In thinking about our readings, the overarching idea of transacting with text is one that I find to be particularly interesting. It seems as though it could be a bridge between the processes of reading and writing. In thinking about how I interact with a text as a learner, I can see many parallels between marking up a text and composing one. I love the emphasis on writing as a process that should be meaningful and necessary for students. The idea of learning to compose for different purposes and to select the processes most appropriate for these purposes (p 47) is one that I think lends itself well to what we could be doing in library.

This idea of composing texts with specific audiences and/or purposes in mind is one that, at the elementary level, is not explicitly addressed on a consistent basis. Last year, my 5th grade students worked through the research process with a topic and question of their choosing. They then had the choice of creating either a presentation or website with their information. Though we spent a lot of time learning the technical skills behind these tools, the project did allow for conversations about audience. The student who had looked at different designs of sneakers decided to present his information in the form of an advertisement, explaining the design choices behind a popular shoe. Another student decided to create a website all about ballet for kids and began to think about her audience as she was selecting video clips to add to her site. In shifting from transacting to composing texts, I wonder what role technology plays? Are technology skills similar to grammar? At what point do they shift from being a necessary foundation to an integrate skill within a larger process?

Weird Stuff in the Lost & Found: Composing & Transacting With Text

What stood out to me most from this week’s readings and class #2 is this idea of interacting with a text to co-construct its meaning. I like how our text identified a shift in how we bring readers and texts together. “Students learn to read and read to learn at the same time. From the beginning then, reading is about making sense of the world” (p. 17). The idea of viewing reading as a dynamic spiral instead of sequential process is such an interesting shift in perspective. Working with all students (K-5) at the elementary level, I tend to prefer upper elementary grades. Yet, when thinking about how this idea of transacting with text, the lesson that first came to mind involves some of my younger students.

The piece of our reading about co-constructing the creative arts, particularly poetry, reminded me of one of the projects we worked on last year as part of Poetry month in April. A librarian friend, Shannon Miller, from Iowa and I were brainstorming ways to involve our younger students in the poetry fun. We decided to connect a group of my first grade students with Shannon’s kindergarteners through Google Hangouts. Shannon and I read a few poems for two voices from Messing Around on the Monkey Bars by Betsy Franco. The students loved listening to ‘Weird Stuff in the Lost & Found.’ Shannon & I thought that this would be a great poem for us to re-create with our students’ voices. We took turns typing their ideas into a Google Doc that both schools could see/edit at the same time. Each student had the opportunity to add a line to our poem. We all then read our finished poem together. Click HERE to read a copy! For more information, Shannon wrote a blog post about our connection. You’ll find it here:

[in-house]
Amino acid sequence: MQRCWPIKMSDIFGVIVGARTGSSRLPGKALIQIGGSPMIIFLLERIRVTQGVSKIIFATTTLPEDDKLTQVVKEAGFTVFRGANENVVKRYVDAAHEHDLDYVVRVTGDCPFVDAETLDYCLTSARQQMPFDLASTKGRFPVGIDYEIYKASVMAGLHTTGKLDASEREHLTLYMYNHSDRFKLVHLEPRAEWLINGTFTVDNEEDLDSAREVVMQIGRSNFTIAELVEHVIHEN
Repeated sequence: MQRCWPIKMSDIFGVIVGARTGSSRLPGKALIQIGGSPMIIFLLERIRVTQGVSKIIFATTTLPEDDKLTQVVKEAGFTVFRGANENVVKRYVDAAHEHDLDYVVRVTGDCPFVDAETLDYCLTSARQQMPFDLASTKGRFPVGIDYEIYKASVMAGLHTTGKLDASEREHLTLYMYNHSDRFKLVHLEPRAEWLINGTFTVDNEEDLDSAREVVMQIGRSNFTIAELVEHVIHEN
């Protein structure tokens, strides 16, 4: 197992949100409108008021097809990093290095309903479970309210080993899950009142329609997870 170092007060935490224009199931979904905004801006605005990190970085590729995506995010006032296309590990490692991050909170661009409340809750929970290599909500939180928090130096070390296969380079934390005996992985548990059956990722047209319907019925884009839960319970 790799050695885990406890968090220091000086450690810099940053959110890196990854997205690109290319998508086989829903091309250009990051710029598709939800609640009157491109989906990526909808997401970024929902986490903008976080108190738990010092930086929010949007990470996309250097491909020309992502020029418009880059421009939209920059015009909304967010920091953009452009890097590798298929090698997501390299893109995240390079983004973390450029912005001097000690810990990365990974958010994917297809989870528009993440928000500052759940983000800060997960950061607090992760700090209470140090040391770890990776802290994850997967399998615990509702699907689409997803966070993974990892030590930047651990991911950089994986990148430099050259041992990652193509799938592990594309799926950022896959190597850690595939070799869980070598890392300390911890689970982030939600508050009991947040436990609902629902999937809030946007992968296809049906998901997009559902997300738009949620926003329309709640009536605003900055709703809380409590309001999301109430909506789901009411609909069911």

In applying the lenses of learning to this experience, it seems to reflect all four. It was meaning-centered, pulling from their background knowledge of the lost and found as well as social in that there was authentic conversation happening not only among my first graders but also between them and our friends in Iowa. The language-based lens involves our purposeful use of language in building our poem, as well as the human lens that allowed students to hear different opinions and ideas. I also think this blends well with the idea that “as students become more familiar with a poem and hear the teacher using alternative interpretations, students will be better prepared to suggest alternative readings” (p 32). This was the case as our students worked with the pattern of the original poem when creating their version, and formed a piece of their transaction with the text.